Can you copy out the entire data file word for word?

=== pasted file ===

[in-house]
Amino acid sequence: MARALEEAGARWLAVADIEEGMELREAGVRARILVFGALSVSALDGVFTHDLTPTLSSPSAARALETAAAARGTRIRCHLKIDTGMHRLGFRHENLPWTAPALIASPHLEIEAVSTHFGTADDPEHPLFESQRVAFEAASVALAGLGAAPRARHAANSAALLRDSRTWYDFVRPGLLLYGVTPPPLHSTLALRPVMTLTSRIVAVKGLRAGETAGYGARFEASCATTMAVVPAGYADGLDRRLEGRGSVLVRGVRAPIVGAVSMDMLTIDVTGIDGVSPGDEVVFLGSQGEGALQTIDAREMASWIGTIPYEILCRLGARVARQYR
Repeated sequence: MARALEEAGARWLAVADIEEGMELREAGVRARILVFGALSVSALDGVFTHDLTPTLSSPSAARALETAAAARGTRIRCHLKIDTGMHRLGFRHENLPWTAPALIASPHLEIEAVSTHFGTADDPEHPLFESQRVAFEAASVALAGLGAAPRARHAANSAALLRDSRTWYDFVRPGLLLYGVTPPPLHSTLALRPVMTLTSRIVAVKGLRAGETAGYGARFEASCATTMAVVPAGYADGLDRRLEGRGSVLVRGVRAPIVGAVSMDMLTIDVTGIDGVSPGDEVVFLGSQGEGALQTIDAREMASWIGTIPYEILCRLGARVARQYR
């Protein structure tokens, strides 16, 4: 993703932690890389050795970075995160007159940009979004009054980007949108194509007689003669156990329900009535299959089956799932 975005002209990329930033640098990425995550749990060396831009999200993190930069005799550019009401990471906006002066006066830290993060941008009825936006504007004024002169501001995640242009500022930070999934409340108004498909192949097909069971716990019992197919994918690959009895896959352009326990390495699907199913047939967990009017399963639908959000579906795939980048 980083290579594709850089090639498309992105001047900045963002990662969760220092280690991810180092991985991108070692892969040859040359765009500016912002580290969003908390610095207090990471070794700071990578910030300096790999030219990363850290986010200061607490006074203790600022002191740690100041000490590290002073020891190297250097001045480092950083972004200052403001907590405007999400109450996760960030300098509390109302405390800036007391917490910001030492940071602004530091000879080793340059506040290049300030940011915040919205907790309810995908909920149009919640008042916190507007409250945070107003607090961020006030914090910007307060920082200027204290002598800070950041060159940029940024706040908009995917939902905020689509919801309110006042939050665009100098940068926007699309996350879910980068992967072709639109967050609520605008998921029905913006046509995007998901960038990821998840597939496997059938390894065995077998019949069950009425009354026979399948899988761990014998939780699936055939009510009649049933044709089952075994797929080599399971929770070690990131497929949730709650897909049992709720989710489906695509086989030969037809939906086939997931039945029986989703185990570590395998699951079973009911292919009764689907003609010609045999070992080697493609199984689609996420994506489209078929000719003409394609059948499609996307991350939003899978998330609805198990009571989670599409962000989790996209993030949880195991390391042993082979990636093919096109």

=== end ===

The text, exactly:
[in-house]
Amino acid sequence: MARALEEAGARWLAVADIEEGMELREAGVRARILVFGALSVSALDGVFTHDLTPTLSSPSAARALETAAAARGTRIRCHLKIDTGMHRLGFRHENLPWTAPALIASPHLEIEAVSTHFGTADDPEHPLFESQRVAFEAASVALAGLGAAPRARHAANSAALLRDSRTWYDFVRPGLLLYGVTPPPLHSTLALRPVMTLTSRIVAVKGLRAGETAGYGARFEASCATTMAVVPAGYADGLDRRLEGRGSVLVRGVRAPIVGAVSMDMLTIDVTGIDGVSPGDEVVFLGSQGEGALQTIDAREMASWIGTIPYEILCRLGARVARQYR
Repeated sequence: MARALEEAGARWLAVADIEEGMELREAGVRARILVFGALSVSALDGVFTHDLTPTLSSPSAARALETAAAARGTRIRCHLKIDTGMHRLGFRHENLPWTAPALIASPHLEIEAVSTHFGTADDPEHPLFESQRVAFEAASVALAGLGAAPRARHAANSAALLRDSRTWYDFVRPGLLLYGVTPPPLHSTLALRPVMTLTSRIVAVKGLRAGETAGYGARFEASCATTMAVVPAGYADGLDRRLEGRGSVLVRGVRAPIVGAVSMDMLTIDVTGIDGVSPGDEVVFLGSQGEGALQTIDAREMASWIGTIPYEILCRLGARVARQYR
């Protein structure tokens, strides 16, 4: 993703932690890389050795970075995160007159940009979004009054980007949108194509007689003669156990329900009535299959089956799932 975005002209990329930033640098990425995550749990060396831009999200993190930069005799550019009401990471906006002066006066830290993060941008009825936006504007004024002169501001995640242009500022930070999934409340108004498909192949097909069971716990019992197919994918690959009895896959352009326990390495699907199913047939967990009017399963639908959000579906795939980048 980083290579594709850089090639498309992105001047900045963002990662969760220092280690991810180092991985991108070692892969040859040359765009500016912002580290969003908390610095207090990471070794700071990578910030300096790999030219990363850290986010200061607490006074203790600022002191740690100041000490590290002073020891190297250097001045480092950083972004200052403001907590405007999400109450996760960030300098509390109302405390800036007391917490910001030492940071602004530091000879080793340059506040290049300030940011915040919205907790309810995908909920149009919640008042916190507007409250945070107003607090961020006030914090910007307060920082200027204290002598800070950041060159940029940024706040908009995917939902905020689509919801309110006042939050665009100098940068926007699309996350879910980068992967072709639109967050609520605008998921029905913006046509995007998901960038990821998840597939496997059938390894065995077998019949069950009425009354026979399948899988761990014998939780699936055939009510009649049933044709089952075994797929080599399971929770070690990131497929949730709650897909049992709720989710489906695509086989030969037809939906086939997931039945029986989703185990570590395998699951079973009911292919009764689907003609010609045999070992080697493609199984689609996420994506489209078929000719003409394609059948499609996307991350939003899978998330609805198990009571989670599409962000989790996209993030949880195991390391042993082979990636093919096109």